Origin of Valerian essential oil:
The plant grows wild and is cultivated in the northern mountainous parts of India and in the Eastern and Central Europe, but has become naturalised in Western Europe and parts of North America after early introduction the herbal drug valerian, which has been used for at least 1000 years. Valerian is widely used in Europe as a mild sedative and sleep aid for insomnia, excitability and exhaustion. It has depressant activities on the central nervous system.
Description of Valerian essential:
Valerian has about 200 perennial herb and small shrub. The plant is found throughout Europe and Northern Asia and is common in England in marshy thickets and on the borders of ditches and rivers where its tall stems may generally be seen in the summer towering above the usual herbage, the rich, dark green of the leaves, their beautiful form. Valerian Root has an earthy, slightly sweet scent characteristic of an oil derived from a root.
Appearance : Mobile liquid
Aroma : Woody, slightly spicy root
Color : Pale brown or amber yellow
Chemical constituents: Valerian oil has various chemical compounds that include Valepotriates, glycoside, volatile oil (up to 2%) containing esters of acetic, butyric and isovalerianic acid, limonene, sesquiterpene, calerian camphor, alkaloids, chatinine, valerianine, actinidine and valerine, choline, tannins, resins, bornyl acetate, caryophyllene, valeranone, valerenal, bornyl isovalerate and valerenic acid.
Extraction: It is extracted by the steam distillation of the roots.
Valerian is a warming and sedative herb with bitter principles and is used to calm the nerves, help with pain relief, stimulate the appetite, lower blood pressure, relax spasms and improve digestion. Valerian is an excellent remedy for anxiety, nervous tension and insomnia. Valerian essential oil has been used for hypochondria, nervous headaches, irritability, mild spasmodic affections, diarrhea, epilepsy, migraine headaches, croup, hysteria, convulsions, vertigo, nervous cough, delirium, neuralgia, muscle cramps, gas pains, stomach cramps, spasms, palpitations.
Valerian also has a strengthening action on the heart, good for palpitations and experiments indicate that it lowers blood pressure. The valepotriates are antispasmodic and is a useful remedy for nervous dyspepsia, stomach cramps, and for a spastic or irritable bowel. It is also an effective treatment for menstrual cramps.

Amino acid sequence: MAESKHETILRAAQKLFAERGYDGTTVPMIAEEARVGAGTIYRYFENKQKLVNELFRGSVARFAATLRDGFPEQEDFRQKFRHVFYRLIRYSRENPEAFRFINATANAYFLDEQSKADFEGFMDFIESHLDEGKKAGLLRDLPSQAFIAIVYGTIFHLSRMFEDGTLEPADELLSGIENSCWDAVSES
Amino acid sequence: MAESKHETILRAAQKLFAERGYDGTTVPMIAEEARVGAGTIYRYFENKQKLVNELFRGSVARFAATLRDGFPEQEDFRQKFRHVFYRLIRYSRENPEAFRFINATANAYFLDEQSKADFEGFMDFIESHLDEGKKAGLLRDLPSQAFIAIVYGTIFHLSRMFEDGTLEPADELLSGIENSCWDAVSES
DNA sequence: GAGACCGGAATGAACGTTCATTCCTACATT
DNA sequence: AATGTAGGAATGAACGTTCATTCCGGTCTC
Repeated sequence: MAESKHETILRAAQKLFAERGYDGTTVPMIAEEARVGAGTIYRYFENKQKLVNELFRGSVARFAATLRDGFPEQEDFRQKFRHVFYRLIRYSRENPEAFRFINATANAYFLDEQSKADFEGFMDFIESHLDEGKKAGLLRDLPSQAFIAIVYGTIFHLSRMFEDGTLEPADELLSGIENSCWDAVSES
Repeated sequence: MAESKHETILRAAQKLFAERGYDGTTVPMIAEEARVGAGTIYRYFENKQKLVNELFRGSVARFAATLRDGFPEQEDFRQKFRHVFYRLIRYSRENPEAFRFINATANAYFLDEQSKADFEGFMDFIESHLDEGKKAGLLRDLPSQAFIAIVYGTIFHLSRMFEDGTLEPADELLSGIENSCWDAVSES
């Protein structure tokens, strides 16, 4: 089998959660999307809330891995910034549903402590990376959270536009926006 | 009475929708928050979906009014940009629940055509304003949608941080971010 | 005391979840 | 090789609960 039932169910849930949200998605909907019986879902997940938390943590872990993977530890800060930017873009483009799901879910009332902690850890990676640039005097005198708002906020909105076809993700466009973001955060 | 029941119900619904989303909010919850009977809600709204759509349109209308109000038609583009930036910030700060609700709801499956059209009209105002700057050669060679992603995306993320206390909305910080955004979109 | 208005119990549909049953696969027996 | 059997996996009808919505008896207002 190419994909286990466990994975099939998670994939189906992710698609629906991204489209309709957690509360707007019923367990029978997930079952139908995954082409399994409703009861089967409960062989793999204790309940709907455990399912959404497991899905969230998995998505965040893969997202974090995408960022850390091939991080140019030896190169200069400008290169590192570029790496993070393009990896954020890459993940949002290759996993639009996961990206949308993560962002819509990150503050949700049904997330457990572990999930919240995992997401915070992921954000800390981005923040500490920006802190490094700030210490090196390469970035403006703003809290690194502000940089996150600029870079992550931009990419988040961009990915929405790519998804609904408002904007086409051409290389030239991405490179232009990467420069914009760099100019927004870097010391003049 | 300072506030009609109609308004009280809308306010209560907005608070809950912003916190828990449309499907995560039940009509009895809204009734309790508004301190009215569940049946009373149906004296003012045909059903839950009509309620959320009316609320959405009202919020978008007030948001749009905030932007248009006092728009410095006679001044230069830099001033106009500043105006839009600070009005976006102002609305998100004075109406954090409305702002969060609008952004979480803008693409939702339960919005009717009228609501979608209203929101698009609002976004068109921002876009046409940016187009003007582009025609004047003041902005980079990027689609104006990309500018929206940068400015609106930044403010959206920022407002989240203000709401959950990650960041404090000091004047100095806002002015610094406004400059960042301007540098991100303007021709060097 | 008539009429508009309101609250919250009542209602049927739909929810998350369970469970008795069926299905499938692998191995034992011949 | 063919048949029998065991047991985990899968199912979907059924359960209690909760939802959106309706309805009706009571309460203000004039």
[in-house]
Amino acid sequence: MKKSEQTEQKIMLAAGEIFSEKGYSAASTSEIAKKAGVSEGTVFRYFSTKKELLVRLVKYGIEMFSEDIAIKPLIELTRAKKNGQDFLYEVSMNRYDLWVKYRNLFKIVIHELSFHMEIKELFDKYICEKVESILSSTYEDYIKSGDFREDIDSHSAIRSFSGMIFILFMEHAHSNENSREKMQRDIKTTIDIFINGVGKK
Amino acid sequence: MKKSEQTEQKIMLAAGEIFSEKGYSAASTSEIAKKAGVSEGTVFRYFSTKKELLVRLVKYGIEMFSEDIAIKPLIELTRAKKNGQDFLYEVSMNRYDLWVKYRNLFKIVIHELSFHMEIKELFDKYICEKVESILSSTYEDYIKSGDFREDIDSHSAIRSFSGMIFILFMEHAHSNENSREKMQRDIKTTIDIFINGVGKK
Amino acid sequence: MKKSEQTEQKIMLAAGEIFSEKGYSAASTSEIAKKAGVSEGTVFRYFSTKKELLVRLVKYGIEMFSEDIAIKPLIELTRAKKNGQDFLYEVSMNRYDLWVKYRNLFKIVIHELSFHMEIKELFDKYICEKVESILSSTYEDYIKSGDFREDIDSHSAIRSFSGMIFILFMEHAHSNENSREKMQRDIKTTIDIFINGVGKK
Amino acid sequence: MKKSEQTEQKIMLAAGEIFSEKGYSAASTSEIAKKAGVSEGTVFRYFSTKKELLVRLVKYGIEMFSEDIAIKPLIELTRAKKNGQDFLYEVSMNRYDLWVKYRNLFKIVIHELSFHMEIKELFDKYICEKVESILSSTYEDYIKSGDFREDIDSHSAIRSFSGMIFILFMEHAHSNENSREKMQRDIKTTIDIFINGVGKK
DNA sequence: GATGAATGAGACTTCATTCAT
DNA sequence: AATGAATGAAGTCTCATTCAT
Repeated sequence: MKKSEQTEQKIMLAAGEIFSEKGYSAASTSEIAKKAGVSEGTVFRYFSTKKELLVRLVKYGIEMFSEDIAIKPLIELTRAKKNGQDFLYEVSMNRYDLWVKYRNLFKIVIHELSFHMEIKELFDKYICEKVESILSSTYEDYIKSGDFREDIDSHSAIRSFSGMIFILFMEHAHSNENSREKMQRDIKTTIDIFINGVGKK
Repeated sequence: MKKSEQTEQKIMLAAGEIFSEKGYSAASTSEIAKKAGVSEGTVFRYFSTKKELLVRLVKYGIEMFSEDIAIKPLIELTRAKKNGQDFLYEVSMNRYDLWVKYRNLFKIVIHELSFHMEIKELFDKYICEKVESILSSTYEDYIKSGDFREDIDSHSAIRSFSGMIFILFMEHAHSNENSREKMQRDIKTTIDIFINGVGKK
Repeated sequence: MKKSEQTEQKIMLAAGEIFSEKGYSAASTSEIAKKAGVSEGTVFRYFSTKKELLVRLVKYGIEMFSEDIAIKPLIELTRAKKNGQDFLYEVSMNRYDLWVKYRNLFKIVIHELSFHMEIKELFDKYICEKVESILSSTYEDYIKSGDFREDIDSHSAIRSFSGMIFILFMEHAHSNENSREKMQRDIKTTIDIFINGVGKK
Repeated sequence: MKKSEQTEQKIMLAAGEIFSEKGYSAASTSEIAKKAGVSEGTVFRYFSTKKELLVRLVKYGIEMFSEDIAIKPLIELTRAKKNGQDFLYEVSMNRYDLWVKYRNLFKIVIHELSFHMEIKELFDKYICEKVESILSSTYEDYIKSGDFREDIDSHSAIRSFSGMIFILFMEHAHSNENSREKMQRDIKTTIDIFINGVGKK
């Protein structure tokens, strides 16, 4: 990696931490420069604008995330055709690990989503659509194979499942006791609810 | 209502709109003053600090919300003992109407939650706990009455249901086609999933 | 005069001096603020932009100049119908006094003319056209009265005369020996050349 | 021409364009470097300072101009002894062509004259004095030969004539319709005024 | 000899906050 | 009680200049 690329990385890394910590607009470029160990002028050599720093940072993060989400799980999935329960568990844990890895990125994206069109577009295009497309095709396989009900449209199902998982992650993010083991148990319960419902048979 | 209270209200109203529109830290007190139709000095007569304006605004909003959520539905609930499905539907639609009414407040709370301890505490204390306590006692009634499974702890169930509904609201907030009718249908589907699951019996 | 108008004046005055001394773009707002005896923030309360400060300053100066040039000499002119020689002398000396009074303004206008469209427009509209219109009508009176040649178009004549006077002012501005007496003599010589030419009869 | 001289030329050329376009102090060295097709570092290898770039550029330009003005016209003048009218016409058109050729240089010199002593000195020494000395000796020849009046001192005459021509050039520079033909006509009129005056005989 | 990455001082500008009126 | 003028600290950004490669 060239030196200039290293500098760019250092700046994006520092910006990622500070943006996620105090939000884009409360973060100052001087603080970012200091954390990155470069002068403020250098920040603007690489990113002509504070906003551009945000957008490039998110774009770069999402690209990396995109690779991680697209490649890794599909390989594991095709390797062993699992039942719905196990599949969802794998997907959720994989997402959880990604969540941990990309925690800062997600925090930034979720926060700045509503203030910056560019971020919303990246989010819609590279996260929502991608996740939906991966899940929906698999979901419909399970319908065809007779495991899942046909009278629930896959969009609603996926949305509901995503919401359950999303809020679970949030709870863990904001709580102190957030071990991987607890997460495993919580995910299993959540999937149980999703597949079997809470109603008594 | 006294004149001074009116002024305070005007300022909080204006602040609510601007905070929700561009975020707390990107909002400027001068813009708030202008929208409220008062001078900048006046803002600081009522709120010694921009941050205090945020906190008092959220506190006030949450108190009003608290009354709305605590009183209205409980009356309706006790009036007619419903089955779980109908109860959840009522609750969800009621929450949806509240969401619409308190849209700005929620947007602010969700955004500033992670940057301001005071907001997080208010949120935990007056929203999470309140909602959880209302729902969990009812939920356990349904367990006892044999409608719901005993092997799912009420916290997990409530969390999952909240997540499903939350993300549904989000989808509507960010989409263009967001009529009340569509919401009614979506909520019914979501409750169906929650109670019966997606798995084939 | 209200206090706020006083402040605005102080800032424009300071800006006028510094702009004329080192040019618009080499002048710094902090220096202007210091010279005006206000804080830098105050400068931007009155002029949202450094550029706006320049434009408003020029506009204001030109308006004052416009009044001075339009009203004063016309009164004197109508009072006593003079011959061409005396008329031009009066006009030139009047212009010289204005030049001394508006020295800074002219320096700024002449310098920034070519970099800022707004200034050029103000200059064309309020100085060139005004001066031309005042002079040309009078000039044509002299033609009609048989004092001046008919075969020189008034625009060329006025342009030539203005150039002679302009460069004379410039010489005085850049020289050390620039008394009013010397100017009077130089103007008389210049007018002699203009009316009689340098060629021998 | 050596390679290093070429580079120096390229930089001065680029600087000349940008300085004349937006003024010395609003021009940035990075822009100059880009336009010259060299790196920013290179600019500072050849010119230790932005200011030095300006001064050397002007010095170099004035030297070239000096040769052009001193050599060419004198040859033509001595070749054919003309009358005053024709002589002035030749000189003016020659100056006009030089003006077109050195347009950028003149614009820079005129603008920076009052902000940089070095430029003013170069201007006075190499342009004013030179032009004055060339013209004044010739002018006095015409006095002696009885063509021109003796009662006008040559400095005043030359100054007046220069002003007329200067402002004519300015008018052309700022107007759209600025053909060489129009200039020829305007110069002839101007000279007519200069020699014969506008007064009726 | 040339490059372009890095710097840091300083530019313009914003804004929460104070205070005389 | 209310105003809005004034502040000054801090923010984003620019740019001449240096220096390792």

Valerian is a strong nervine and is very helpful for insomnia. It contains an essential oil and alkaloids which combine to produce calming sedative effect. It can be used as a tranquillizer but leaves one feeling refreshed rather than sluggish. It is known as a safe non-narcotic herbal sedative and has been recommended in anxiety states. Valerian is commonly used with other herbs for nervous tension. It is also useful in pain-relieving remedies for it’s relaxing properties for muscle spasms. Valerian has been used for insomnia, migraines, menstrual moods and relaxation. It is extremely helpful for nausea and headache due to its strong smell.
Blends great with: Lavender, Orange, Tangerine, Rosemary, Cedar wood and Patchouli.
Valerian oils are the perfect alternative to synthetic fragrances without all the harsh chemicals. It is pure and natural and by using a carrier oil could be applied directly to the skin and reap the therapeutic benefits along with the fragrance. The oil of valerian is used in many blended perfumes as it gives a different leathery note to a fragrance.
Valerian oil Improves compost, attracts earthworms and boosts vegetable growth. It has a calming effect on the cats. The dried herb is prepared as an infusion to ensure no loss of the volatile oils.
Valerian roots are eaten by the tribes of western mountains of India. It is popular as dressings in salad in France.It is used for making tea which has medicinal value. Two teaspoons of the dried herb are used for each cup of tea prepared. It is expected to have a good relaxing, anti-spasmodic and sleep-inducing effect and above all rapid sedation in states of excitement. A cold infusion of valerian may be used by pouring over two teaspoons of valerian root.